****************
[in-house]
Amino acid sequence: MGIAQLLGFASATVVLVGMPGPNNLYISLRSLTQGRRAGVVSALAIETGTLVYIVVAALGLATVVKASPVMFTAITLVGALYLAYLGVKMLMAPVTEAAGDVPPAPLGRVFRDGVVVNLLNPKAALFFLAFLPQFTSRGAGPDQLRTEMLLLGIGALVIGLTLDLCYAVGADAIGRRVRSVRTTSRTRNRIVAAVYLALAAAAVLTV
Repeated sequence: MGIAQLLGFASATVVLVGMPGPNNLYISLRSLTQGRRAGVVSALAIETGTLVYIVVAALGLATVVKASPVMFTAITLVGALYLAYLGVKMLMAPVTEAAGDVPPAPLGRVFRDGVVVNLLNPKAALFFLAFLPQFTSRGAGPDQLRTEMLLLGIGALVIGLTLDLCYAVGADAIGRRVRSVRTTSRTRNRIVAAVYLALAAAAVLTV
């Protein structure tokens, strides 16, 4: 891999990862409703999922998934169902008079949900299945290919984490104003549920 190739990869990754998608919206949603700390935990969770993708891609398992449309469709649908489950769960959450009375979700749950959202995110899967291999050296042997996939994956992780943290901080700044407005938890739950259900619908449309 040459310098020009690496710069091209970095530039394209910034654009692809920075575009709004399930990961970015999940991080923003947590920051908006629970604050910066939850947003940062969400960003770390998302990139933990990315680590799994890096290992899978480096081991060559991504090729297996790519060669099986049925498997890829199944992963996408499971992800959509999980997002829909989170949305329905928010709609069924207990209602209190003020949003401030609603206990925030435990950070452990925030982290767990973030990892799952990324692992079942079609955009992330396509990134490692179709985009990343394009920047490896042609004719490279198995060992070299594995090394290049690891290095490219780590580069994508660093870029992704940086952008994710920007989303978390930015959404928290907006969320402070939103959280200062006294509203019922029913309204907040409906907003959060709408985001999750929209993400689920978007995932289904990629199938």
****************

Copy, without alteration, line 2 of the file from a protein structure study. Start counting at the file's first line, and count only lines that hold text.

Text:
Amino acid sequence: MGIAQLLGFASATVVLVGMPGPNNLYISLRSLTQGRRAGVVSALAIETGTLVYIVVAALGLATVVKASPVMFTAITLVGALYLAYLGVKMLMAPVTEAAGDVPPAPLGRVFRDGVVVNLLNPKAALFFLAFLPQFTSRGAGPDQLRTEMLLLGIGALVIGLTLDLCYAVGADAIGRRVRSVRTTSRTRNRIVAAVYLALAAAAVLTV